How or where does Linux determine the assignment of a network device? Specifically, wlan0 or wlan1 for wireless USB devices.

I plugged in a TP USB wireless a while ago, and it was assigned wlan0. I removed it. This week I plugged in an Edimax USB wireless device and it comes up as wlan1. I removed it today to try a second Edimax USB wireless device (I bought two) and now it comes up wlan2.

I know enough of Unix/Linux to know this is being configured somewhere, and if I delete the unused config file I can make the latest Edimax become wlan0. But how/where?

2 Answers 2


Udev is the system component that determines the names of devices under Linux — mostly file names under /dev, but also the names of network interfaces.

Versions of udev from 099 to 196 come with rules to record the names of network interfaces and always use the same number for the same device. These rules are disabled by default starting from udev 174, but may nonetheless be enabled by your distribution (e.g. Ubuntu keeps them). Some distributions provide different rule sets.

The script that records and reserves interface names for future use is /lib/udev/rules.d/75-persistent-net-generator.rules. It writes rules in /etc/udev/rules.d/70-persistent-net.rules. So remove the existing wlan0 and wlan1 entries from your /etc/udev/rules.d/70-persistent-net.rules, and change wlan2 to wlan0. Run udevadm --trigger --attr-match=vendor='Edimax' (or whatever --attr-match parameter you find matches your device) to reapply the rules to the already-plugged-in device.

  • Thanks very much. This is debian on the raspberry pi (raspbian) so the persistent storage is just a bit different.
    – Huntrods
    Apr 25, 2013 at 2:09
  • The file where specific wlan assignments are stored on this (latest, I think) version of raspbian is: /etc/udev/rules.d/70-persistent-net.rules. I found this out using your info above and then typing "man udev" to see why I could not find 'wlan' in the /lib/udev/rules.d directory.
    – Huntrods
    Apr 25, 2013 at 2:11
  • For raspbian, the wlan number is set based on the mac address of the wireless device (in this case, whichever one is plugged into the USB port). It allocates numbers (wlan0, wlan1, etc.) based on the order it first sees a new mac address when it recognizes and configures the wireless device. Editing this file as you suggest allows you to set any device to any wlan# by it's static IP. - thanks.
    – Huntrods
    Apr 25, 2013 at 2:13
  • a couple of points of clarification to offer: 1) Gilles is spot on in his answer, would love to see an example of assigning ID's by hwaddr, 2) interfaces are assigned on order seen -- e.g. I have two edimax USB NIC's, placement in the four available USB slots is highly relevant to the order they are scanned. 3) you can re-order the interfaces by unplugging them and manually inserting them in the order you want them identified. Aug 1, 2016 at 17:16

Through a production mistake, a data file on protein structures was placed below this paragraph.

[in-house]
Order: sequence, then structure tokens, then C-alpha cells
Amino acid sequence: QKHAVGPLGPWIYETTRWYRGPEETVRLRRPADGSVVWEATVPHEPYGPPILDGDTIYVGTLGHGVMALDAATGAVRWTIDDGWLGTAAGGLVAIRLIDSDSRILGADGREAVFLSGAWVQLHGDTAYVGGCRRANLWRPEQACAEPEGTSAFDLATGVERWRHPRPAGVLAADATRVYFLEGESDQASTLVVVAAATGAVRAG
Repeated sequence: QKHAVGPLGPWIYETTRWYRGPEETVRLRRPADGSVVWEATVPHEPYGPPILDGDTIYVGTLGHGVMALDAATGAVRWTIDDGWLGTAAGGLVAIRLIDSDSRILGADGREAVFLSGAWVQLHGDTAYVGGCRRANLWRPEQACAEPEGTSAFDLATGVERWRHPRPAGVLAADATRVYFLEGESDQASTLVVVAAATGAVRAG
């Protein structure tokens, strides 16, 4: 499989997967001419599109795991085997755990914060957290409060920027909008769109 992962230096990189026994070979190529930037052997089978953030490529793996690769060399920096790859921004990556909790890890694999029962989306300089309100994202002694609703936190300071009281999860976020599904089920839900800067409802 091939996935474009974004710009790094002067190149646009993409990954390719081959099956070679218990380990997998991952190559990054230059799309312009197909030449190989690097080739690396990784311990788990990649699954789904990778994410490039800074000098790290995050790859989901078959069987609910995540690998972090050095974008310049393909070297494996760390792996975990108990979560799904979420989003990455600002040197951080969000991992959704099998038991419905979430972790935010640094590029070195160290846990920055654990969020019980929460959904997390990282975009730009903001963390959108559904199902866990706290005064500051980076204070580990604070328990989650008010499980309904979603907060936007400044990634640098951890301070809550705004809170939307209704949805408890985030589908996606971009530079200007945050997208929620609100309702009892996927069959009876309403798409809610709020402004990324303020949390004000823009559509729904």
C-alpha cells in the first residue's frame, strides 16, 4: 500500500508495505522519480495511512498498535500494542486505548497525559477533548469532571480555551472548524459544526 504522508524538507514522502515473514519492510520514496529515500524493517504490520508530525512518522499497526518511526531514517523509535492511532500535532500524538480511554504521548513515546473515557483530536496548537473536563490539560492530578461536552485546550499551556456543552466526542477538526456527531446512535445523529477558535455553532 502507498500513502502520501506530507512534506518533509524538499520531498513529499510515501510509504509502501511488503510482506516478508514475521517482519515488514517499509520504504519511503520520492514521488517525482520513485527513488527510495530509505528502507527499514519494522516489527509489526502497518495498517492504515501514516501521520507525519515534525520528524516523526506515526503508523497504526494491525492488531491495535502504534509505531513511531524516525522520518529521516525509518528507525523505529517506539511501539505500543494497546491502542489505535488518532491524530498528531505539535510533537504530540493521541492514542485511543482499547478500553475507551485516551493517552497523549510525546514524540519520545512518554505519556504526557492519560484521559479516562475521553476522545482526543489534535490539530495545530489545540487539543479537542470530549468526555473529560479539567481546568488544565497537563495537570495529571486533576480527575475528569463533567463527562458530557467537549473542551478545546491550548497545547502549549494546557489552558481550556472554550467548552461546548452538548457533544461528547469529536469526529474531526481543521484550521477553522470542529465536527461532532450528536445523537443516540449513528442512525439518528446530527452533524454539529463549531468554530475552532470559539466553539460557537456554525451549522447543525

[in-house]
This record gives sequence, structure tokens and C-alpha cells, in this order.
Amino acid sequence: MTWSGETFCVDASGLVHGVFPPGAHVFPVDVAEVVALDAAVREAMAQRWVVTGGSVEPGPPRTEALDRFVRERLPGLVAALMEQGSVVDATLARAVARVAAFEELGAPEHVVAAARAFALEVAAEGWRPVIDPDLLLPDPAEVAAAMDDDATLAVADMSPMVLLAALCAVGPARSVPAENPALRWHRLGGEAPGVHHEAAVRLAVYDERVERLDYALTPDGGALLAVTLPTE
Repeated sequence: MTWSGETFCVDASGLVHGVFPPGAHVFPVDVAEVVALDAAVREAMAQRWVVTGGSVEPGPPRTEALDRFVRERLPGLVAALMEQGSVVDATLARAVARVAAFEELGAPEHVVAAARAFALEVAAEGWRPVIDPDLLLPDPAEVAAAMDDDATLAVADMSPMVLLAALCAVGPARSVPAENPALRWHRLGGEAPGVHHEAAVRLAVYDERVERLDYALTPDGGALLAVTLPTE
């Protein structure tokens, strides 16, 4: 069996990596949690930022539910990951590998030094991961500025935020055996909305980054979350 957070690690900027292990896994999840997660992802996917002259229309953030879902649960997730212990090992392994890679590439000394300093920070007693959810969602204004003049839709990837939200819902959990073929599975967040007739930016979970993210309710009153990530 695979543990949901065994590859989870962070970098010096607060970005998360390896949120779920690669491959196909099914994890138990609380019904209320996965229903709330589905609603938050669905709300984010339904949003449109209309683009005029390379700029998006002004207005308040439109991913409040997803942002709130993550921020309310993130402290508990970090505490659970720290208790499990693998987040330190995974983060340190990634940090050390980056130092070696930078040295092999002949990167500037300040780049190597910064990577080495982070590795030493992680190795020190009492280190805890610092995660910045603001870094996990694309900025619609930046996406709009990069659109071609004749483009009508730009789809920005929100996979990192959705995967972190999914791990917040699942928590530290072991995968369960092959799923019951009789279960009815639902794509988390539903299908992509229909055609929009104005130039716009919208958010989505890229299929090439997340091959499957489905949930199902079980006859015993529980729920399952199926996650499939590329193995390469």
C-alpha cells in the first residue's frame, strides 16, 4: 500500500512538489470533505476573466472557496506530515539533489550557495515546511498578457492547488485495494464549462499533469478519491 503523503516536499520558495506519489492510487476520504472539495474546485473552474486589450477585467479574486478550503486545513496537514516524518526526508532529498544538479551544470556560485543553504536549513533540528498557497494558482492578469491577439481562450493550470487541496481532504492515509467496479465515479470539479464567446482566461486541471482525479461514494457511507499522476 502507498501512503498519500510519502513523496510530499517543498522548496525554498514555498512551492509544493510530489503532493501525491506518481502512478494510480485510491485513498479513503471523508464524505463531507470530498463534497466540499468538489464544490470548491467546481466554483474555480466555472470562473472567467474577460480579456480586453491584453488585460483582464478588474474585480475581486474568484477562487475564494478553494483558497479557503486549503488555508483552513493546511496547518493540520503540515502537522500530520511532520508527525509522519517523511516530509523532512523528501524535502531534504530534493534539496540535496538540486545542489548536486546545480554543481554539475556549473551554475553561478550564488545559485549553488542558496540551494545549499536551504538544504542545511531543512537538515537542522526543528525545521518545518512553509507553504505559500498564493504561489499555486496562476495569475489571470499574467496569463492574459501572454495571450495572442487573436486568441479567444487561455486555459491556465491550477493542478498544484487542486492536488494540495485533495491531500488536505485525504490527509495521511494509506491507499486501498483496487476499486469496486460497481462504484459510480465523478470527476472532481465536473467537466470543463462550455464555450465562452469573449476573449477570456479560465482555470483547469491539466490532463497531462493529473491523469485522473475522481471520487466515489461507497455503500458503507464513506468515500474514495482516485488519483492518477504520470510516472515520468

This issue has been solved as of systemd v197 with the introduction of persistent naming for network devices.

According to the freedesktop Predictable Network Interface Names page, the kernel simply assigned names based on the order they were probed by the relevant drivers:

The classic naming scheme for network interfaces applied by the kernel is to simply assign names beginning with "eth0", "eth1", ... to all interfaces as they are probed by the drivers. As the driver probing is generally not predictable for modern technology this means that as soon as multiple network interfaces are available the assignment of the names "eth0", "eth1" and so on is generally not fixed anymore and it might very well happen that "eth0" on one boot ends up being "eth1" on the next.

If your distro uses systemd, you can either use the predictably assigned but perhaps unwieldy names like wlp0s11 or you can write a udev rule to give them a name you are more comfortable with, like wifi1, based on the mac address...

Include a file in /etc/udev/rules.d/ called 10-network-device.rules:

SUBSYSTEM=="net", ACTION=="add", ATTR{address}=="22:bb:cc:33:44:dd", NAME="wifi1"
  • 1
    You're missing a step here. Huntrods evidently doesn't have a post-197 udev with the new naming scheme, and also evidently has a persistent naming scheme. It's this persistent naming scheme that he needs to tweak. Apr 25, 2013 at 0:47
  • What can I say; I took a punt...
    – jasonwryan
    Apr 25, 2013 at 2:40

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